Today was a nice, sunny break in the weather and I was also off work. Bonus! I headed over to Alverton to explore a couple more difficult to get to coke plants. Alverton is a historically rich area as far as coal and coke production. We've found ourselves here a good many times over the past few years.
These two coke plants are both in really bad condition with only a fraction of the ovens remaining. Mayfield (Alverton No. 2) is a very old coke plant dating back to ca. 1878. It was a McClure plant and was renamed Alverton No. 2 in 1899. It contained 55 ovens up until 1890 and after that is listed as having 104. We know that Frick absorbed McClure in 1895 so after this, it kept the name McClure but must have been controlled by Frick. It is not listed as a Frick plant until 1901. I am also finding no mentions of Alverton No. 2 after 1920.
Carolyn/Peerless Coke Works on the other hand, is a later coke plant. The Peerless Connellsville Coke Company was organized in 1907 with Wade Echard as President, James M. Doyle - Treasurer and P.W. Simon - Secretary. Others named in the charter include George Wilson, Christian Echard, John M. Mumaw, Samuel Cummings, J.M. Kennel, and Cyrus Echard. Their small coke plant of 32 ovens was named Carolyn and fired in the spring of 1908. I can't find how long they operated the plant under this name. By 1920 the plant was renamed Peerless and was being operated by the Mahoning Coal and Coke Company. After that I lost track of this as well.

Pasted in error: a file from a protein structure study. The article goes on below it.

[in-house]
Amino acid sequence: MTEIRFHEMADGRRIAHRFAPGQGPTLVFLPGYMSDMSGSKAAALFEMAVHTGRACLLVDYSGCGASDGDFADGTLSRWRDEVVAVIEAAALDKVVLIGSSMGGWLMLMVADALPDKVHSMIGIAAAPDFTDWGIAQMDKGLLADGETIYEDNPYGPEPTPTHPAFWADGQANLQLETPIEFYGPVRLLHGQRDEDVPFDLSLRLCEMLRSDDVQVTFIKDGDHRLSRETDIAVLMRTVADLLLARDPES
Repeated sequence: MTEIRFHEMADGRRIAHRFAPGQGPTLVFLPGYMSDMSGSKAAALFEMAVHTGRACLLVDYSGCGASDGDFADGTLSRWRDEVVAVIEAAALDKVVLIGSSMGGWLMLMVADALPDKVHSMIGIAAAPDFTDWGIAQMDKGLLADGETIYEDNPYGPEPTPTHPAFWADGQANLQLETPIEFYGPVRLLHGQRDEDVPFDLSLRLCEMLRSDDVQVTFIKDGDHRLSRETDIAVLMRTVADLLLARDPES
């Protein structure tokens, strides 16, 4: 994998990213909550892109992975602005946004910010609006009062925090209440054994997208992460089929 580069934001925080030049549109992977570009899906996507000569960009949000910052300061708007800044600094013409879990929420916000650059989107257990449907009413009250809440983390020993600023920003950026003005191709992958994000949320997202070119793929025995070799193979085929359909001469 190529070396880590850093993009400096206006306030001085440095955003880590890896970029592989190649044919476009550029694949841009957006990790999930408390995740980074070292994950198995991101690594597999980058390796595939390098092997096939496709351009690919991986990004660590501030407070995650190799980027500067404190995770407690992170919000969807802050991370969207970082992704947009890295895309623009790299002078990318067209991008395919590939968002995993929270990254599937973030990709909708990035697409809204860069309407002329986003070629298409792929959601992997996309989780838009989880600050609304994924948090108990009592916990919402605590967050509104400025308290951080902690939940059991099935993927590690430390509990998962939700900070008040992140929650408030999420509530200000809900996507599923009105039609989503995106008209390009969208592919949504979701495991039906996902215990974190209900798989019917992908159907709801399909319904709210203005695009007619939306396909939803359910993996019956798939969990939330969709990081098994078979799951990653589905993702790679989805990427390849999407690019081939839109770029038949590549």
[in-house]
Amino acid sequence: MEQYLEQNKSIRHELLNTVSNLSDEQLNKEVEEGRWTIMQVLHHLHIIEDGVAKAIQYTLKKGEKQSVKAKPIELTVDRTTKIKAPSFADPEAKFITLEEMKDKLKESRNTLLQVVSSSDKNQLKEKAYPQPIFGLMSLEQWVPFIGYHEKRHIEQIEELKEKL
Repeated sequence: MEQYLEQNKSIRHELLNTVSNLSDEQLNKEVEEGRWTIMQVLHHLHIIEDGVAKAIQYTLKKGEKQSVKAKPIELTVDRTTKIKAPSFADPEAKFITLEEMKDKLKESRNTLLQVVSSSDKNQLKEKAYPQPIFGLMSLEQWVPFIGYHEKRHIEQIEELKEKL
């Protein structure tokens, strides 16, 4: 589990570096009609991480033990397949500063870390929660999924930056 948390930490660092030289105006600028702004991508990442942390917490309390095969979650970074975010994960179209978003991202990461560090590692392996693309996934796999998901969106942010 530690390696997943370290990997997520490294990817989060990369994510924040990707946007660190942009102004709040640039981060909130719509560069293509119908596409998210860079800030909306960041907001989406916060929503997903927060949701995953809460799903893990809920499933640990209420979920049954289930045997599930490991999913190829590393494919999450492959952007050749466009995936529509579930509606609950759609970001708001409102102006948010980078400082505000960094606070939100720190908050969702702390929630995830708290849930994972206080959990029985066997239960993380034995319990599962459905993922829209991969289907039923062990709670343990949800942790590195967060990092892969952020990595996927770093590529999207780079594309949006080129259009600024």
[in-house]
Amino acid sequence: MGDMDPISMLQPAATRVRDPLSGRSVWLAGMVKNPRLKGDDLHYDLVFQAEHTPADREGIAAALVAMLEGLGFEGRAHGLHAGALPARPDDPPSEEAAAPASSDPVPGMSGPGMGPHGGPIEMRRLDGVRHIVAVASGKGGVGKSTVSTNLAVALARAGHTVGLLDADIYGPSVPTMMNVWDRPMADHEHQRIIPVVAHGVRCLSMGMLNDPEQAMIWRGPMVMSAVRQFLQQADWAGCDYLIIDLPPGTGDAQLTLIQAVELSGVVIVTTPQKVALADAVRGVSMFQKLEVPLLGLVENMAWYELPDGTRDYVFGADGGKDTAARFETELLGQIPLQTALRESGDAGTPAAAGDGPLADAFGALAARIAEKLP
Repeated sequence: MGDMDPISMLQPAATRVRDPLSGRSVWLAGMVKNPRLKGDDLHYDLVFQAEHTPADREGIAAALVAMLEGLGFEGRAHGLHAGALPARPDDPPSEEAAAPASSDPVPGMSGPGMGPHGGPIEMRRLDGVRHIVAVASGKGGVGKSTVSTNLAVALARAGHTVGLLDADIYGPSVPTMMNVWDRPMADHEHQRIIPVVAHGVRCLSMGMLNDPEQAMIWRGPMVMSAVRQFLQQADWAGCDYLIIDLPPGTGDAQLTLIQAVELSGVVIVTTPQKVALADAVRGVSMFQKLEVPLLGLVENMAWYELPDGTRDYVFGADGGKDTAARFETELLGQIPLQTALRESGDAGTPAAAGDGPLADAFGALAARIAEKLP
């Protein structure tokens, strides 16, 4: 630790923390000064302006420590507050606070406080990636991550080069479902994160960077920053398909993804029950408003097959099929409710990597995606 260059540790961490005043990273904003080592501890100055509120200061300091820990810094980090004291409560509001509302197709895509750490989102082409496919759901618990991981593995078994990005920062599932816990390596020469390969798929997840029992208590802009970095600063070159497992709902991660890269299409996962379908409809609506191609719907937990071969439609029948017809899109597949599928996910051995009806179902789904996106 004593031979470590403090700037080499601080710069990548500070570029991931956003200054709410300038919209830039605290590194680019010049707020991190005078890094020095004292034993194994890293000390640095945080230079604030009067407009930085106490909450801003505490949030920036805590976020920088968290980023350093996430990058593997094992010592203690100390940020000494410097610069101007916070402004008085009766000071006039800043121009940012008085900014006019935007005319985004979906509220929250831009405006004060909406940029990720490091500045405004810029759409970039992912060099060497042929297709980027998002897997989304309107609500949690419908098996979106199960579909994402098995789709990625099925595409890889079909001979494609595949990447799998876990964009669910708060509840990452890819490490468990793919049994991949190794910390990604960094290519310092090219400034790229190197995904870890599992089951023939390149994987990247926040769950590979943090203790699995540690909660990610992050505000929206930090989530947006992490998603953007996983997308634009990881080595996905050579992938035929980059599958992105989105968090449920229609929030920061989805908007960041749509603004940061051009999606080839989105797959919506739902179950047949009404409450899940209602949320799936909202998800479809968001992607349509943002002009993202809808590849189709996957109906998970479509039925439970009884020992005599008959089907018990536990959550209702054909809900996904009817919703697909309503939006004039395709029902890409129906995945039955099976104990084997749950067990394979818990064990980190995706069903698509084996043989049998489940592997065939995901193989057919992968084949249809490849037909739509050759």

Mine map superimposed over a road map. Alverton No. 2 ran along a large portion of Sportsmen Road and ended up almost butting up with Donnelley Coke Works to the north.
Mine map superimposed over a modern aerial view.
This 1939 aerial shows that these two coke plants were still intact but very much abandoned.
Mayfield/Alverton No. 2
These are very old and in very bad condition.
This is probably the best one left.
The old rail bed that headed up to Carolyn after leaving here.
All the ovens at Mayfield were bank ovens.
These two are of the backside of the bank.
This is where the ovens just disappear.
There are only five ovens left here.
What remains are in decent shape though.
There are some nice foundations and piers left.
The rail bed. You can see the bank where the rest of the ovens were to the right.
A couple footers on the ground.
Some sizable coke laying around.
One of the piers.
One of the arch blocks from the ovens.
An oven full of bones. This was a first.
Bricks that fell from the ovens.